Closing a Loophole on Subminimum Coverage

California Healthline this week is hosting a discussion on our bill, SB248 (Hernandez) to prohibit subminimum coverage. We sponsored this bill to close a loophole in the ACA that allows such coverage–prohibited in the individual and small group markets–to be offered by large employers, and if taken up could prohibit workers from getting subsidies for comprehensive coverage in Covered California. This bill is up in Senate Health Committee today.

We appreciate the contributions from Julie Silas of Consumers Union and Gerald Kominski of UCLA Center for Health Policy Research. Here’s the full un-excerpted contribution from our policy advocate Beth Capell:

 

Some of the success that California has had implementing the Affordable Care Act could be undone if the state doesn’t close a loophole that, if exploited by some employers and insurers, could deny workers access to care and subsidies for coverage.

Health Access is proud to sponsor AB248 by Assemblymember Roger Hernandez, to close this loophole, and ensure workers get the care and coverage they need, rather than subminimum “junk” coverage.

Ask yourself if your employer offered you, in Spanish, a brochure on “Freedomcare” which covers:

  • Unlimited eye exams: but not glasses or treatment
  • Diabetes “counseling” but not insulin or other treatment
  • Cancer testing but not surgery, radiation, chemotherapy or other cancer treatment
  • Oral health evaluations but not dental care: no cleanings, no fillings, no root canals
  • Diabetes testing but not treatment
  • Immunizations
  • Cholesterol tests but not treatment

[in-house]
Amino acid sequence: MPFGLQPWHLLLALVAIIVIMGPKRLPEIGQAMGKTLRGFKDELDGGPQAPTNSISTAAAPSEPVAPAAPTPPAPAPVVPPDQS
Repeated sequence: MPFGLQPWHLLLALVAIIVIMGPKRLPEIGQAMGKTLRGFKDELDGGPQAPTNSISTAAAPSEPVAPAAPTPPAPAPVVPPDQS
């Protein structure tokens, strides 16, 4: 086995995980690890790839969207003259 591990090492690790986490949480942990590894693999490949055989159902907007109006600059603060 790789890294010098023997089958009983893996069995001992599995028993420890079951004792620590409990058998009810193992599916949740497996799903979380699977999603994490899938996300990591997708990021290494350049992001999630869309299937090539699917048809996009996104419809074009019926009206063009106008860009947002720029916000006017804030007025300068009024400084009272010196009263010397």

• Supplements but not prescription drugs

This so-called coverage actually doesn’t actually cover much at all. This “prevention-only” coverage does NOT cover:

  • Doctors
  • Hospitals
  • Emergency room
  • Prescription drugs
  • Lab tests (except as specified)
  • X-Rays, MRIs, other imaging
  • Ambulance

The ACA set minimum standards for health plans, so patients who need care won’t get stunned with huge bills because of exclusions in their coverage. But for employer-based coverage, there’s a loophole. If a worker takes this plan, it gets the employer off the hook for the employer responsibility penalty.

Your employer, and the insurance broker, tells you this coverage gets you out of the individual mandate. They do not tell you that if you take this, you cannot go to Covered California and get tax subsidies. They do not tell you that you might be eligible for free Medi-Cal if your income is low enough.

Right now, an employer who offers such coverage faces no penalty for offering such subminimum coverage. What kinds of businesses this coverage marketed to? Those with low-income workers like agriculture corporations, staffing companies, janitorial services, resorts, golf courses, call centers, landscaping companies, and security firms.

Most health plans do not offer such subminimum coverage in California: not Anthem, not Blue Shield, not Kaiser, not HealthNet, not any of the plans that contract with Medi-Cal managed care or Covered California or that dominate the employer market in California. But we should address this practice before it becomes widespread to the detriment of workers and our whole health system.

The Internal Revenue Service could close this loophole nationally, but until they do, California needs AB248(Hernandez) to put a stop to such subminimum coverage.

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